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Reprinted with permission from Fanfare Magazine.

Mozart: Sonatas for Violin and Piano - Oscar Shumsky, Artur Balsam REVIEW

Mozart: Sonatas for Violin and Piano - Oscar Shumsky, Artur Balsam REVIEW

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MOZART: Sonatas for Violin and Plano

Oscar Shumsky, Violin; Artur Balsam, Piano


In every way this is a magnificent set. Among Mozart's instrumental music, these sonatas are often overshadowed by his concertos, symphonies, quartets, and quintets. Yet they abound in marvels and expressive intensity that are clearly products of the same far-reaching creative imagination and sophisticated artistic control. Nearly all the qualities that contribute to Mozart's greatness exist in these works-- rich, almost sensual melody, harmonic daring, chromatic shadings that are at once bold and graceful, and motifs pregnant with developmental possibilities that are fully realized. Still, with all their variety, these sonatas have a seeming ease and poise that stem from Mozart's ability to express the most sophisticated musical idea in the most simple terms. There is, for example, a remarkable passage in the first movement exposition of K. 378 in which the tonality glides swiftly through a series of keys without resolving on (or in) any of them. It is as if we are passengers on a musical spaceship, unfettered by harmonic gravity; we move along through a kind of cosmos, but do it so easily, we are almost unaware of any motion. Then there is the slow movement of K. 481, which, after its simple song-like beginning, grows dark and complex with a rich chromaticism and an alternation of major and minor tonalities that foreshadows Schubert. Or there is the magnificent opening of K. 306 with its simple violin arpeggios counterpointed to the grandiose broken chords of the piano, a counterpointing that suggests the large-scaled pomp of Mozart's Paris Symphony (K. 297). And one could go on citing what seems like an almost endless string of creative miracles.


Clearly such music makes extraordinary demands on performers, not necessarily in technical matters (although many passages are quite demanding technically), but in purely musical matters, for these sonatas require an intellectual and emotional response that will clarify their infinite variety. More than any other performers I have heard, Shumsky and Balsam accomplish this. Among other violinists who have recorded these works, Shumsky comes closest to Szigeti. like Szigeti he reveals the motific structure of the music and italicizes its harmonic movement. Both violinists achieve this clarification and emphasis with a biting, acerbic tone that neither excessively prettifies melodies nor glosses over significant passages. But Shumsky, unlike Szigeti at the late stage of his career when he recorded this music, has far greater control both of his bow and of his left hand so that one can listen to his playing without suffering the occasional will-he­make-it anxiety one experiences in listening to Szigeti. Indeed, Shumsky suggests a younger Szigeti, the Szigeti at the height of his powers in the thirties. Balsam is equally accomplished. In the many pass­ages in which the two performers are exchanging parts, Balsam takes the lead when necessary, becoming at other times the perfect accompanist. He eschews excessive pedal, thus giving individual lines a clarity and his tone a dryness that are wholly appropriate. And, like Shumsky, he is a master of suggesting the dramatic undercurrent that ripples through so many of these sonatas.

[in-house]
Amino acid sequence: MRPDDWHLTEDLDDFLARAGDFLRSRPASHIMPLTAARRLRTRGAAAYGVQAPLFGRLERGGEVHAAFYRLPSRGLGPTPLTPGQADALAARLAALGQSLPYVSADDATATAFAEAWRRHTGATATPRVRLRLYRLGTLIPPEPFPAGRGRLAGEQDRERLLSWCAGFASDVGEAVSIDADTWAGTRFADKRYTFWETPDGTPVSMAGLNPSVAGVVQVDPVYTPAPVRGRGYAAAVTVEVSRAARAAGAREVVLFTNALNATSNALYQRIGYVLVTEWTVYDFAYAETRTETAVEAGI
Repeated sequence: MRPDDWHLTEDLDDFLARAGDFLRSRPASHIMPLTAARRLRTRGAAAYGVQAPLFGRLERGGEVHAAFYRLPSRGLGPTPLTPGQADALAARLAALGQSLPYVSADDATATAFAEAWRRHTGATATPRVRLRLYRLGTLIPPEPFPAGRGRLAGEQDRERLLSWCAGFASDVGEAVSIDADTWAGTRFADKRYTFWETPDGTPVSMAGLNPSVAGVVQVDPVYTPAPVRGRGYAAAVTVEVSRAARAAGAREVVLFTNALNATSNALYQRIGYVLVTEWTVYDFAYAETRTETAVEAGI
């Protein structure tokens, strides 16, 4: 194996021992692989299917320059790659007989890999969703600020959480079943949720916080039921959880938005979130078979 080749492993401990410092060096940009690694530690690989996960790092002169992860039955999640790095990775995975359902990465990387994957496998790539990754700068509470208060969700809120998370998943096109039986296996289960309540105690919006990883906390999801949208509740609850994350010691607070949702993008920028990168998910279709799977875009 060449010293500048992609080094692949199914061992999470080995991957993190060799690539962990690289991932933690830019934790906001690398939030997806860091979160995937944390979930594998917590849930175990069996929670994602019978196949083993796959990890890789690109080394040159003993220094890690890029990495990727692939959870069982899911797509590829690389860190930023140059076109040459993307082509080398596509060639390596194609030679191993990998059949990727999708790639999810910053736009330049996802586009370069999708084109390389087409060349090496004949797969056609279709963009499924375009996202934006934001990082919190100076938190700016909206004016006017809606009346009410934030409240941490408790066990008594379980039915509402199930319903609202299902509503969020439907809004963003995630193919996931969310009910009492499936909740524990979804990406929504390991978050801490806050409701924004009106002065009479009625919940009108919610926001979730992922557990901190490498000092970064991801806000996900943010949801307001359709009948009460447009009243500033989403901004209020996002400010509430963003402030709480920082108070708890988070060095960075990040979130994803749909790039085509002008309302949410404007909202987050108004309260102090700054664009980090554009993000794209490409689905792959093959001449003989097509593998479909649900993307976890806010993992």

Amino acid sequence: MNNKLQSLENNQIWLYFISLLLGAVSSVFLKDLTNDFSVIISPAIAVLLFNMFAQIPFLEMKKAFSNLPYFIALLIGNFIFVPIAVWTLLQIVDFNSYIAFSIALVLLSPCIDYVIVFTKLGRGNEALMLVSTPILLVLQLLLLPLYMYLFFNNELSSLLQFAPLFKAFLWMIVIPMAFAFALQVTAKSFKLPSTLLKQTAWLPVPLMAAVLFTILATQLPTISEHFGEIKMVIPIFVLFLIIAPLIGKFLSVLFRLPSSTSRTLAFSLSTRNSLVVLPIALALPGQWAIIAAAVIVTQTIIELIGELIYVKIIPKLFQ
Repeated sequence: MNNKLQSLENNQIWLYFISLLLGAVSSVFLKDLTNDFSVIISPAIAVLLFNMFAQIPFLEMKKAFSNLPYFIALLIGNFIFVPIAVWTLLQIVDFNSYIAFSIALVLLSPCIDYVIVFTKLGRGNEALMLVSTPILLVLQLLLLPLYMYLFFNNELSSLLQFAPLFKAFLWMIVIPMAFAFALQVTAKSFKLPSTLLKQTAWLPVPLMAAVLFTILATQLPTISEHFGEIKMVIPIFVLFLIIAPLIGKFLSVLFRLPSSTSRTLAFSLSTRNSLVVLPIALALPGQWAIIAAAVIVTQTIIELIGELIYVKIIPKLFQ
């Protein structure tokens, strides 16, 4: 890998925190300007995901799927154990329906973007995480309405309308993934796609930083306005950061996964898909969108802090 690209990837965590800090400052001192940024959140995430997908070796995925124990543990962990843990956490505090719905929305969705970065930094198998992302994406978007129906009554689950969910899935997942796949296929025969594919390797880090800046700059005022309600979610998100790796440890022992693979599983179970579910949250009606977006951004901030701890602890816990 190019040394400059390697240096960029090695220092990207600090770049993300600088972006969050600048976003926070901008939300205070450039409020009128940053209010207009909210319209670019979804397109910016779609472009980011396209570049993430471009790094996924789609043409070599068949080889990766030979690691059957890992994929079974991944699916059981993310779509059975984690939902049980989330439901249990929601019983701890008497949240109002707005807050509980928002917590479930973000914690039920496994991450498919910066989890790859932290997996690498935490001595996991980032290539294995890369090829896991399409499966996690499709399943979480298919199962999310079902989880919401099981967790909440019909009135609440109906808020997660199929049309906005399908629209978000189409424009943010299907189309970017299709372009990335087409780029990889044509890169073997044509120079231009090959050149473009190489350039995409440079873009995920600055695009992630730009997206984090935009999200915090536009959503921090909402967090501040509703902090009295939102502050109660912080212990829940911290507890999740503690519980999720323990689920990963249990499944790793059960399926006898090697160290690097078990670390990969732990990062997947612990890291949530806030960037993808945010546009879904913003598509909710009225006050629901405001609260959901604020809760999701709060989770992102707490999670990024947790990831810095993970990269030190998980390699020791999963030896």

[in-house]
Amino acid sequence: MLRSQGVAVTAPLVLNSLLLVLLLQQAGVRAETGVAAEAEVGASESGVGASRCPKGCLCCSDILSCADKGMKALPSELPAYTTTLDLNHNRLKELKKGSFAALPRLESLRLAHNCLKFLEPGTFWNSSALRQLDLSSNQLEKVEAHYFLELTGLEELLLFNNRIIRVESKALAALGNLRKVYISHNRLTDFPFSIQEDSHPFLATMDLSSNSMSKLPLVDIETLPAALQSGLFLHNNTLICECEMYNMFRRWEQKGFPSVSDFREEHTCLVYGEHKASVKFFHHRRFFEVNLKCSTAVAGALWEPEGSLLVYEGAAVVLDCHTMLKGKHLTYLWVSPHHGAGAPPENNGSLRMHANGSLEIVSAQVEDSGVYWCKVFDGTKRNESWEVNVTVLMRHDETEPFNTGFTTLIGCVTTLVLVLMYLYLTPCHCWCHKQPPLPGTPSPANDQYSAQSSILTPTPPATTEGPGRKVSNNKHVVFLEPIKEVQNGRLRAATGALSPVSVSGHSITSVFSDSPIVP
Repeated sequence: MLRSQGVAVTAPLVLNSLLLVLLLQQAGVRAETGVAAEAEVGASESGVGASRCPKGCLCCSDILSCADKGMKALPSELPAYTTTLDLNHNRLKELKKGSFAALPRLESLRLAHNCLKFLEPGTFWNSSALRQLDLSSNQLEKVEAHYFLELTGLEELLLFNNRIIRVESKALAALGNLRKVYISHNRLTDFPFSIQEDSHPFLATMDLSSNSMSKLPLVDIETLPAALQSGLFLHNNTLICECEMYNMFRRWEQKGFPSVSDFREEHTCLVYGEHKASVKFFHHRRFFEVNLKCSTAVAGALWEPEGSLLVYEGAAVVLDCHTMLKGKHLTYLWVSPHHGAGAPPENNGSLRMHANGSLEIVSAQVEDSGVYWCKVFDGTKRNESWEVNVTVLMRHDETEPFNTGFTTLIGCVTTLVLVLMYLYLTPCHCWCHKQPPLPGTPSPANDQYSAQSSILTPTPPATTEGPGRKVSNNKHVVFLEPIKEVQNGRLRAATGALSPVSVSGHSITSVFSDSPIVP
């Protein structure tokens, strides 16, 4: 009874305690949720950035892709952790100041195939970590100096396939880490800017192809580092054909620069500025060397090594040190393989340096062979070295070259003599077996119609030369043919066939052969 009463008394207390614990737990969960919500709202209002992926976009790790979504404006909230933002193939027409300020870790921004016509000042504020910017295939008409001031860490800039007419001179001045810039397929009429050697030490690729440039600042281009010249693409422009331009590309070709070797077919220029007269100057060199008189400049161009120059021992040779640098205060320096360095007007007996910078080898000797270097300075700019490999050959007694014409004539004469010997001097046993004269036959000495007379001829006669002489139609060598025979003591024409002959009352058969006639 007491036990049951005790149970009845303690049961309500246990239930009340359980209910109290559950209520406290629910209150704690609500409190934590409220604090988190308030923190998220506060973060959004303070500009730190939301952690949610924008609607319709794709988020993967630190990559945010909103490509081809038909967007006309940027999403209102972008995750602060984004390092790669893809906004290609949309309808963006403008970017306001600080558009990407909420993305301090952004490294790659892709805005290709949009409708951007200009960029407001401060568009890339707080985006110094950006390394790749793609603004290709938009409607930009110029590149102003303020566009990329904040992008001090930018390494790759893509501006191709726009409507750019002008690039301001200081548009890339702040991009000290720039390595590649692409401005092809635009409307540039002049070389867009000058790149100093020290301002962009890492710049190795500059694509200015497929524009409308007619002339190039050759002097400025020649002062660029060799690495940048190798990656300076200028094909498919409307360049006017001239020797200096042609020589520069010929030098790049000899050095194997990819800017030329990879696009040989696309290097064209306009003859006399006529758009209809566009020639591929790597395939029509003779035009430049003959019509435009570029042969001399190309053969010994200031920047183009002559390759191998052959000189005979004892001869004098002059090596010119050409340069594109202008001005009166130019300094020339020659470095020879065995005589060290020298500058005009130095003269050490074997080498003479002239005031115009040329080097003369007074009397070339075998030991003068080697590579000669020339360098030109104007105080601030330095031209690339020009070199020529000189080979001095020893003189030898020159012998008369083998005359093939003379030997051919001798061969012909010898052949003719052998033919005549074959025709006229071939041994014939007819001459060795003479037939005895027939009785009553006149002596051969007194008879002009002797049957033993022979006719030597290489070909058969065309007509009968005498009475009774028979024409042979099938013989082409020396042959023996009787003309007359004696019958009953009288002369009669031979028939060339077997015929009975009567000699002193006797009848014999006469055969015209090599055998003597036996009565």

By any standards this is an extra­ordinary album. It offers, by the way, more music than Szigeti's "complete"set, including some minor unfinished sonatas and two sets of variations for violin and piano. Those who already own recordings of Mozart's violin and piano sonatas or think they know the music well owe it to themselves to hear this one. Those looking for the ideal stereo recording (Szigeti's is in mono) need look no further, for that recording has arrived.




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